Iman (belief) implies shukr or gratefulness as opposed to kufr or ungratefulness. A kafiror disbeliever is ungrateful to the Being Who has given him everything, whereas a Believer is one who is ever thankful for all that Allah has given him.
Al-hamd means all types of praise and every manner of thanks at all times is due to Allah ‘azza wa jall. Abu Ja`far bin Jarir said: The meaning of alhamdulillah is: all thanks are due purely to Allah, alone, not any of the objects that are being worshipped instead of Him, nor any of His creation. [Tafseer ibn Katheer]
Ibn Abbas (may Allah be pleased with him) said, “Alhamdulillah is the statement of every thankful [servant].”
When we want to thank someone, we go the extra mile to make them happy, especially when they are beloved to us. We go to great lengths to show our parents, spouse or friend that we appreciate them. We offer our help without their asking. We plan time to spend together. We give them gifts without expecting one in return. We do whatever will make them happy. We show our love and appreciate through our actions.
Yet, how can we claim that we love Allah when we do not even act this way with Him? We do not abide by His Rulings. We hardly go past the bare minimum of worship. We do not honor His Book. We swear by His Name in vain. We are not shy to sin in front of Him while we are shy when others are watching. We delay our daily conversations with Him, and when we finally do go to pray, we do it as fast as we can – rushing back to what we think is more important than Him.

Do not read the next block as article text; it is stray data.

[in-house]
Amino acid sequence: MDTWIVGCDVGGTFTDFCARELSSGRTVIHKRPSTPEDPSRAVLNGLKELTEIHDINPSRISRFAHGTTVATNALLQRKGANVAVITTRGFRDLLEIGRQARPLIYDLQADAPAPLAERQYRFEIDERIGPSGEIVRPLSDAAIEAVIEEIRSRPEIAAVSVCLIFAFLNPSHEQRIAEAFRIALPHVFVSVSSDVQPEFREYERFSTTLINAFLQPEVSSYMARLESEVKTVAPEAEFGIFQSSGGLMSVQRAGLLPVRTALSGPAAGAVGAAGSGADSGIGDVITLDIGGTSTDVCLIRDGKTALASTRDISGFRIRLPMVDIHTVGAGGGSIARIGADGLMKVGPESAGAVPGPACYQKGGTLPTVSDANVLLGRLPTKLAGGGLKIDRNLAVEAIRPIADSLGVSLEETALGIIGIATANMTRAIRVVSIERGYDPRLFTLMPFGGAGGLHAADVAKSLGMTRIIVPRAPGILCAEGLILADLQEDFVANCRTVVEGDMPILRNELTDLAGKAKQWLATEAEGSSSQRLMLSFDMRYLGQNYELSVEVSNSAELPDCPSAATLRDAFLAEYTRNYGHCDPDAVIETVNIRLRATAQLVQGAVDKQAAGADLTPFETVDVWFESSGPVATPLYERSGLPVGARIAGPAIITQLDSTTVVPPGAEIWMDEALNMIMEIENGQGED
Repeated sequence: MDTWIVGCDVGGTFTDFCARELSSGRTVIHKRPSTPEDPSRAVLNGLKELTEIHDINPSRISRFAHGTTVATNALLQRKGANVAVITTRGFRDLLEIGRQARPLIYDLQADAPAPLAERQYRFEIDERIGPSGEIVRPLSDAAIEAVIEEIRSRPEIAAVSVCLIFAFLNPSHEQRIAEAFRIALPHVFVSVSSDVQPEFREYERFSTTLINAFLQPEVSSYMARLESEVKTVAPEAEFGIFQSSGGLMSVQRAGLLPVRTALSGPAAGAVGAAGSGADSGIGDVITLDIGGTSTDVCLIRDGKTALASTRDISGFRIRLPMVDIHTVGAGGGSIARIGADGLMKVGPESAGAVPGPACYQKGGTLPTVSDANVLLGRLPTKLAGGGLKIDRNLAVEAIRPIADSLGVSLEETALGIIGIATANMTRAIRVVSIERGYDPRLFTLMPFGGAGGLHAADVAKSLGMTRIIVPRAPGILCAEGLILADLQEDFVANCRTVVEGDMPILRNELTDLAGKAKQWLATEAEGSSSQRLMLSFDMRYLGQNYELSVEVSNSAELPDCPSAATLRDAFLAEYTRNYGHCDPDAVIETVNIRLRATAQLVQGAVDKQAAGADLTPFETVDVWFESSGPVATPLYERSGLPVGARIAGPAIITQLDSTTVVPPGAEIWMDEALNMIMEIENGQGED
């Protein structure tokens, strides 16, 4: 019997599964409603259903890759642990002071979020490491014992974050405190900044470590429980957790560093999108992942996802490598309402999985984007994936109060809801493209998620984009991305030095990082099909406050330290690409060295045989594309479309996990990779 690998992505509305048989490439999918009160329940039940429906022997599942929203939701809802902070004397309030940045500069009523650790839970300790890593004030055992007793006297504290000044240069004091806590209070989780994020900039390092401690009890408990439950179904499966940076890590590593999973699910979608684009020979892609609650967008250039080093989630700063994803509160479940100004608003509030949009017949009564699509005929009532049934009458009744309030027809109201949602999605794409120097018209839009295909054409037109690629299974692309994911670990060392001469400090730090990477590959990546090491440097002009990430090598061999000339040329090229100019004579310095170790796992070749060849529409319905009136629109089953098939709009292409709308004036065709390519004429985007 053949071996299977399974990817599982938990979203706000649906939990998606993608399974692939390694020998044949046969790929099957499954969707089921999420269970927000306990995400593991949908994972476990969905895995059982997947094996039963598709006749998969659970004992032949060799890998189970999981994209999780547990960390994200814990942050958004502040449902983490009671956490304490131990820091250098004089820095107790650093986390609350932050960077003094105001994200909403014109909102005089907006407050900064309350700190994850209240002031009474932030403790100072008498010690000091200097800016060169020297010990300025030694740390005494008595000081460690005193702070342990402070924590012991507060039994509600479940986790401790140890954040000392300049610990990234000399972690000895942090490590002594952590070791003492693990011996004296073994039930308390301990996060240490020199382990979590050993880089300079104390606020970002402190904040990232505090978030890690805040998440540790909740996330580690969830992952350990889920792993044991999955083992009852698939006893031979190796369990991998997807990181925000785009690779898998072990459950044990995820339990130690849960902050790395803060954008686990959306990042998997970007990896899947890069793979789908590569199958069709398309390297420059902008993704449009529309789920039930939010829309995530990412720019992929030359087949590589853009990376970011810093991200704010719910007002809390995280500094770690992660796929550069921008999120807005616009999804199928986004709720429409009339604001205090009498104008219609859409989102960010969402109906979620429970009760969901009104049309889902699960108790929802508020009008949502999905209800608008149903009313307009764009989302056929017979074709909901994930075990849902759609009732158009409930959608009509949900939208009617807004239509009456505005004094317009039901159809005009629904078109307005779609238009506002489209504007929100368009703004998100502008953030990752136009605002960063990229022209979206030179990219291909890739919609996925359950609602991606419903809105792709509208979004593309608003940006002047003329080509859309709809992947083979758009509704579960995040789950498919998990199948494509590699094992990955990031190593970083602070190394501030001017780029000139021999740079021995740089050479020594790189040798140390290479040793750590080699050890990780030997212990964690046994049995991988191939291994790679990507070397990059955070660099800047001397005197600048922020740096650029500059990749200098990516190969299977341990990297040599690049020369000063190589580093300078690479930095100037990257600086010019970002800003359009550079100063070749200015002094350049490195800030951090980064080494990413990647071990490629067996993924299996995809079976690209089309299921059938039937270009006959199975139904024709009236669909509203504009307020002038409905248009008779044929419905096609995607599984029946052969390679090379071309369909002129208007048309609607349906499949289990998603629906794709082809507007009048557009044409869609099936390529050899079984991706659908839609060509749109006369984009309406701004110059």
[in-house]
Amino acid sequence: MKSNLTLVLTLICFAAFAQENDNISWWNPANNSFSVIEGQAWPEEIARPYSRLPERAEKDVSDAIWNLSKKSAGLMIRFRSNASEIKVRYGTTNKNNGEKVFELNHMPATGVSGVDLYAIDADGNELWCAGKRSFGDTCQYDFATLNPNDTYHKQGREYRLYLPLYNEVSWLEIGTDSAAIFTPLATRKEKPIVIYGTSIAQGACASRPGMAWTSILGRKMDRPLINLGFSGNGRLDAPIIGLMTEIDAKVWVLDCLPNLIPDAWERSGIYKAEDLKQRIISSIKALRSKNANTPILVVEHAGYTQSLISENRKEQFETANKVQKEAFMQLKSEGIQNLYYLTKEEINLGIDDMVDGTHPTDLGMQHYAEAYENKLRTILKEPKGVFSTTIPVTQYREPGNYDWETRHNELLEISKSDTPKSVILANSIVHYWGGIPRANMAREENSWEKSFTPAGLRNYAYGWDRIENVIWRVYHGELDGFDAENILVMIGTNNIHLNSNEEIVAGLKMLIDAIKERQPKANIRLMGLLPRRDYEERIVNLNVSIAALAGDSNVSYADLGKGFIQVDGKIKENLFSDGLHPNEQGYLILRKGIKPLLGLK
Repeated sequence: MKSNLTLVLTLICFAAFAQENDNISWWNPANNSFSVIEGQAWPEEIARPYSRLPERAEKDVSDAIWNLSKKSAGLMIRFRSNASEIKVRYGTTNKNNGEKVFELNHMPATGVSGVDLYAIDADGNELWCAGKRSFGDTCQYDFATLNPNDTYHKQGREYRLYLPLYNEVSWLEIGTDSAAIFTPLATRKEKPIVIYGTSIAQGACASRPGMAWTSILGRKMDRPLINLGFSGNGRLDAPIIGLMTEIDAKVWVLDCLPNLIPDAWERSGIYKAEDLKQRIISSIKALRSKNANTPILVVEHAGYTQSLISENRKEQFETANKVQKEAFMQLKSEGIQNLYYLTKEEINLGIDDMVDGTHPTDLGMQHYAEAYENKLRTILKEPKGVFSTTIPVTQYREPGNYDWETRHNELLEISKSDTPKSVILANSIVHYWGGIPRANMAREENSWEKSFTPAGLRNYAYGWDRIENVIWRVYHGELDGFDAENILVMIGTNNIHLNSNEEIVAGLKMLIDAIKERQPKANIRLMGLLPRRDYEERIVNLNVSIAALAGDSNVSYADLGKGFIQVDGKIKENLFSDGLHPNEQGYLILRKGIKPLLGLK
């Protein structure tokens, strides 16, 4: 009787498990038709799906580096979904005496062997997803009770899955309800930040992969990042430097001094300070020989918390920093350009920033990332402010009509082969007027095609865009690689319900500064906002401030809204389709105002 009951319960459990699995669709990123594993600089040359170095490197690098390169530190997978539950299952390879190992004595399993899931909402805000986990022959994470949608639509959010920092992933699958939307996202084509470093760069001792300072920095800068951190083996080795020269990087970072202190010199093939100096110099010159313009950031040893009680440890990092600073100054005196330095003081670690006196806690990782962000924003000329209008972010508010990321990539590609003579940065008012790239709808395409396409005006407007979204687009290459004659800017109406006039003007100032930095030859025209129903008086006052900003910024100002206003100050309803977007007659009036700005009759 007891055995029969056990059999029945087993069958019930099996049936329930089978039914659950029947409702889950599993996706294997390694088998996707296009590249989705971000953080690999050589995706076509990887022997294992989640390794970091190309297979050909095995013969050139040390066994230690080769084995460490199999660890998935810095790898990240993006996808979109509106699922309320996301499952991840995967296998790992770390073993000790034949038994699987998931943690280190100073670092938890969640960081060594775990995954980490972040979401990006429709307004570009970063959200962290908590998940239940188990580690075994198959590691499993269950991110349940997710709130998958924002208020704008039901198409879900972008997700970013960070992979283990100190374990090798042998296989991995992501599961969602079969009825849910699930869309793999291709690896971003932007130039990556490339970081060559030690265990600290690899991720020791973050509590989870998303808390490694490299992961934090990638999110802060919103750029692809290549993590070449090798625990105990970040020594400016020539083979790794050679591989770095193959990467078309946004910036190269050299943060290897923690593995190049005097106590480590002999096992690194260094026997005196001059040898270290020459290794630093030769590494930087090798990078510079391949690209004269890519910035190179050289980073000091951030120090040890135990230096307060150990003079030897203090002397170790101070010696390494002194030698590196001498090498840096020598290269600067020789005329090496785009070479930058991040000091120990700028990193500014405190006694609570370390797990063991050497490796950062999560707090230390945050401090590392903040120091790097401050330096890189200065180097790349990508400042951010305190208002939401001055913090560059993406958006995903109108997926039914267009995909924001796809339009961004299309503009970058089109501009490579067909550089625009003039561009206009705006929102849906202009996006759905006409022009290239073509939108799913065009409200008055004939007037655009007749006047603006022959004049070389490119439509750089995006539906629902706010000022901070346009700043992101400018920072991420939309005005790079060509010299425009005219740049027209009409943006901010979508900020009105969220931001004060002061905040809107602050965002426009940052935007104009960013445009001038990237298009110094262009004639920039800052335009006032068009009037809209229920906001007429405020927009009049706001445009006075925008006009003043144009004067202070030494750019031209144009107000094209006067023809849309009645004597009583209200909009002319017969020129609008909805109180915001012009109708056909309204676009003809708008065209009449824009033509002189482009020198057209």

Would we ever claim to love our mother, spouse, or friend if we treated them this way? Would they feel that we love them and appreciate them if we treated them this way?
Wa sayajzillah-us shaakireen And Allah will reward the grateful.[3:145]
The need for speed
Think about your conversations with a best friend – how time flies and you can talk about anything until your phone battery dies. However, our best friend today may not have been the same a year or 5 years ago. And they can’t support us much and will eventually continue with their lives – Allah(SWT) has been with us since we were born and before and He(SWT) has looked after us at every turn and been there for us – he is truly our best friend. So how do we transform our conversation with Allah(SWT) into one of a best friend?
All truly meaningful conversations have similar characteristics:
- Common ground – something the two of you know, like or are sharing together
- Vulnerability and openness
- Open-ended questions
Abu Huraira reported: The Prophet, peace and blessings be upon him, said, “Allah Almighty said: I have divided prayer between myself and my servant into two halves, and my servant shall have what he has asked for. When the servant says ‘all praise is due to Allah the Lord of the worlds,’ Allah says: My servant has praised me. When he says ‘the Gracious, the Merciful,’ Allah says: My servant has exalted me. When he says ‘the Master of the Day of Judgment,’ Allah says: My servant has glorified me and my servant has submitted to me. When he says ‘you alone we worship, you alone we ask for help,’ Allah says: This is between me and my servant, and my servant will have what he has asked for. When he says ‘guide us to the straight path, the path of those whom you have favored, not those who went astray,’ Allah says: This is for my servant, and my servant will have what he has asked for.” [Muslim 395]
The Prophet(SAW) would stop at the end of each ayah when reciting the Qur’an. Perhaps if we used this same approach, we could listen to the response of Allah(SWT) to each of these statements and here His Promise to respond to our deepest needs.